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For most people, the mention of glitter brings back fond memories of colorful preschool and kindergarten projects. However, the sparkly material is also prevalent in everyday grown-up products like makeup, decorations, and even iPhone cases. Unfortunately, while the fairy-dust-like substance is great for lifting our spirits, it is not so good for the environment, which is why one researcher is calling for a worldwide ban.
As you may or may not be aware, the shiny flecks are made using aluminum and PET, a plastic which does not decompose for decades. What makes glitter, and other microbeads used as exfoliators in face scrubs and soaps or to add texture and color to products like toothpaste and lip balms, dangerous is its diminutive size. Measuring less than five millimeters in length, the microplastics pass unfiltered through sewage treatment systems, into rivers and canals and eventually, the ocean.
In 2009, a study led by Professor Richard Thompson at UK’s Plymouth University discovered that one in three fish caught in Great Britain had ingested microplastics. A 2015 paper published in the journal American Chemical Society found evidence of polymer in the tiny zooplankton that form the base of the oceanic food chain. A more recent study by researchers at the State University of New York at Fredonia and the University of Minnesota examined 12 different kinds of salt, including ten sea salts, and found all contain microplastics. Trisia Farrelly, a social anthropologist at Massey University in New Zealand and an expert in waste plastic, says, "They really do get into everything, and despite their tiny size, they can have a devastating impact on humans and non-human animals.”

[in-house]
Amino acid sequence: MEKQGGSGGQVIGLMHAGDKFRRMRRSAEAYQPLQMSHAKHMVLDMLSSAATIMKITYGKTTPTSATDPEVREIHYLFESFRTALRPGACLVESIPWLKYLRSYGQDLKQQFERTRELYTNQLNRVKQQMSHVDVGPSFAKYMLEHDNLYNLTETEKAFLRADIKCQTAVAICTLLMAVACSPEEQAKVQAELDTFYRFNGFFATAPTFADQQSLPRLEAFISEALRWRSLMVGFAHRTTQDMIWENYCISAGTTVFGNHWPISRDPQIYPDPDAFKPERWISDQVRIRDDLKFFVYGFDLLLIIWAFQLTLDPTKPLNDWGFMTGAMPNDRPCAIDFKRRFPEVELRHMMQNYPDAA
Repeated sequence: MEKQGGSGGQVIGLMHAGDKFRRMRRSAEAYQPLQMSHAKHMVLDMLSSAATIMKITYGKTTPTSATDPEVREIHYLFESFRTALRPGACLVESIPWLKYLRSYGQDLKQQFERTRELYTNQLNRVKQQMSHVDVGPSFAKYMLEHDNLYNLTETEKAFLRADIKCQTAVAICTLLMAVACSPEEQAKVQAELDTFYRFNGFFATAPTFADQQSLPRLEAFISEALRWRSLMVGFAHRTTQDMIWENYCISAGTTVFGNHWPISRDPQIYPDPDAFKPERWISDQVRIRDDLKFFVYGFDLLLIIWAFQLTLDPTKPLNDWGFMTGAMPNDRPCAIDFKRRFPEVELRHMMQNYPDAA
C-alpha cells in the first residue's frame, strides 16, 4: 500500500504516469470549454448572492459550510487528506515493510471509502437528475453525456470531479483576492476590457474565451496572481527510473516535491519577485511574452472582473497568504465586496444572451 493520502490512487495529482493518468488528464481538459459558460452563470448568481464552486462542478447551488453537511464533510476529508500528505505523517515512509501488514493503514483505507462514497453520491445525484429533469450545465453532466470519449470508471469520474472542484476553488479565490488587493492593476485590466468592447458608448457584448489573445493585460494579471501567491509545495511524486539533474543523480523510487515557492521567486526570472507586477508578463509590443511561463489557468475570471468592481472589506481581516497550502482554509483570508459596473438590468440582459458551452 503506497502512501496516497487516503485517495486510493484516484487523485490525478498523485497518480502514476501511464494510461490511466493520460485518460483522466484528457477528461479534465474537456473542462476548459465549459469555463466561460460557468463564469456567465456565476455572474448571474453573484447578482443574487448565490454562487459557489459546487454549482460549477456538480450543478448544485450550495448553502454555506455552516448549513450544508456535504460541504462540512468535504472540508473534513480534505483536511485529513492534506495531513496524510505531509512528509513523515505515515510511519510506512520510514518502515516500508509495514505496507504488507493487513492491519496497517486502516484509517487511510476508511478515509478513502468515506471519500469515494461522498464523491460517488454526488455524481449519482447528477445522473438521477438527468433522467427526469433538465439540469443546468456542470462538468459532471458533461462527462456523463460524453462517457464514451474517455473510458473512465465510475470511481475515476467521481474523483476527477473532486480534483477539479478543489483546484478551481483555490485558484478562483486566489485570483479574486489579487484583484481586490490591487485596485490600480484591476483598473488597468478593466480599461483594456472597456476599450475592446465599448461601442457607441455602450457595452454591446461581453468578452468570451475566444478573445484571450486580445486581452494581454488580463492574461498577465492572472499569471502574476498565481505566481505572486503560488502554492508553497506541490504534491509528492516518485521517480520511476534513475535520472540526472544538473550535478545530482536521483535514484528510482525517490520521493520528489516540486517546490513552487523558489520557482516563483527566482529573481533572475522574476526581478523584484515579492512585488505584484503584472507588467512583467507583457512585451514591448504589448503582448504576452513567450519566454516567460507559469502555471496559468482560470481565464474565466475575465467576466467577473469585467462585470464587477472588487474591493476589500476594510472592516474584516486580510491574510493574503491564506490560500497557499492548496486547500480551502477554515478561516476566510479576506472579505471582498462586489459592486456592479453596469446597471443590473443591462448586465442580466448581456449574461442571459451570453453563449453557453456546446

Farrelly is particularly focused on banning glitter, but not because the shiny material is the primary cause of the trillions of pieces of microplastics polluting our oceans. Her concern is that though many countries, including the US, UK, and New Zealand, have banned the use of microbeads, glitter is only restricted if present in cosmetics and personal products. The plastic material is not prohibited if used for other purposes.
Since most experts believe getting rid of glitter is not going to make a dent in the plastic crisis, a worldwide ban is probably not going to become a reality anytime soon. Fortunately, companies and organizations have begun taking the initiative themselves. In the UK, many preschools have banned the shiny material from their classrooms, while cosmetics manufacturer Lush has replaced it with a natural, eco-friendly product. Consumers who wish to join in the effort now also have the option of purchasing environmentally-friendly glitter, that not only reduces plastic pollution, but also does not stick to the hands!
Resources: ecowatch.com, fortune.com,bbc.co.uk,fortune